He was licensed to preach by the Andover Association, December 10, 1867, but was never ordained. He was a resident licentiate in this Seminary, 1868-70, supplying churches at East Abington, Mass., Middlebury, Vt., Maiden, Mass., etc., during that time; and he was acting pastor of the First Church, Lynn, Mass., 1870-71. In September, 1871, he went abroad, and spent two years in study at Halle, Leipsic, Berlin, and Heidelberg, also travelling in Egypt, Syria, and Europe. On his return he made his residence in Boston, and in 1874 began giving his Monday lectures, which he delivered, 1874-80, 1883-95, 1900-01, until he gave two hundred and fifty-two lectures in Boston. Numerous lectures were also given in other places, the total number for the year ending July 4, 1879, reaching one hundred and sixty. In 1880-82 he made a tour of Great Britain, India, Japan, and Australia; and during a journey of two years and seventy-seven days he averaged more than one address on every other working-day while on land. In 1895 a second tour of the world was interrupted by sudden illness in Australia. After his return he made Newton Centre, Mass., his winter residence, Ticonderoga, N. Y., continuing to be his summer residence; and in 1899 he regained his health sufficiently for literary work and some speaking, his last public appearance being at a lecture at Haverhill, Mass., March 20, 1901.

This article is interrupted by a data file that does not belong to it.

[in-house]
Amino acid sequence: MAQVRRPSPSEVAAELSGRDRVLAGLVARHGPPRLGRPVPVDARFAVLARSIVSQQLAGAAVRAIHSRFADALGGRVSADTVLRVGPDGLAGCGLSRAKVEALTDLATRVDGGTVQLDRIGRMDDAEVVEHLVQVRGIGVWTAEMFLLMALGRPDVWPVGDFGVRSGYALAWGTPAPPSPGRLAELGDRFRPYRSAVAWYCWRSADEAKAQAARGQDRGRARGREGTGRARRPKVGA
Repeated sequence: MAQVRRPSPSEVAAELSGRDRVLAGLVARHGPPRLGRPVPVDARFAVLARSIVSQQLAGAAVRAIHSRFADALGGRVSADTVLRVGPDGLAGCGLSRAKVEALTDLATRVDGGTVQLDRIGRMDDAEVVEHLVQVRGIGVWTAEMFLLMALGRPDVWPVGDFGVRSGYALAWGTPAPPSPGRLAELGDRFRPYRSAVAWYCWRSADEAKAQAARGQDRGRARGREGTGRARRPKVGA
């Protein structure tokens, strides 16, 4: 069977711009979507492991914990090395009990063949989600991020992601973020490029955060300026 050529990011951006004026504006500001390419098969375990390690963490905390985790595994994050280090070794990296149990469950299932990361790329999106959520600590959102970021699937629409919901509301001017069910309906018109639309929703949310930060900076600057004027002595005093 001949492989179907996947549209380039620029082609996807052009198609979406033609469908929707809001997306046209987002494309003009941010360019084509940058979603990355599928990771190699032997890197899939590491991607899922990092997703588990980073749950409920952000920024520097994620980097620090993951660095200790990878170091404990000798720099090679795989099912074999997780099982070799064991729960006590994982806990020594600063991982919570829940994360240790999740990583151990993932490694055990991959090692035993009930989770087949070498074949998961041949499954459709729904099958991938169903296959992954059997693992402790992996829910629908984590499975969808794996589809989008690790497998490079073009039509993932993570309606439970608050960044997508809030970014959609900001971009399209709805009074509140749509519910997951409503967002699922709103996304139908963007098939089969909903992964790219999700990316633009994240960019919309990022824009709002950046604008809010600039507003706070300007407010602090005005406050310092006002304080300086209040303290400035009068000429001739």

He received the degree of doctor of laws from Howard University, April 5, 1892. He was a member of the Victoria Institute, London.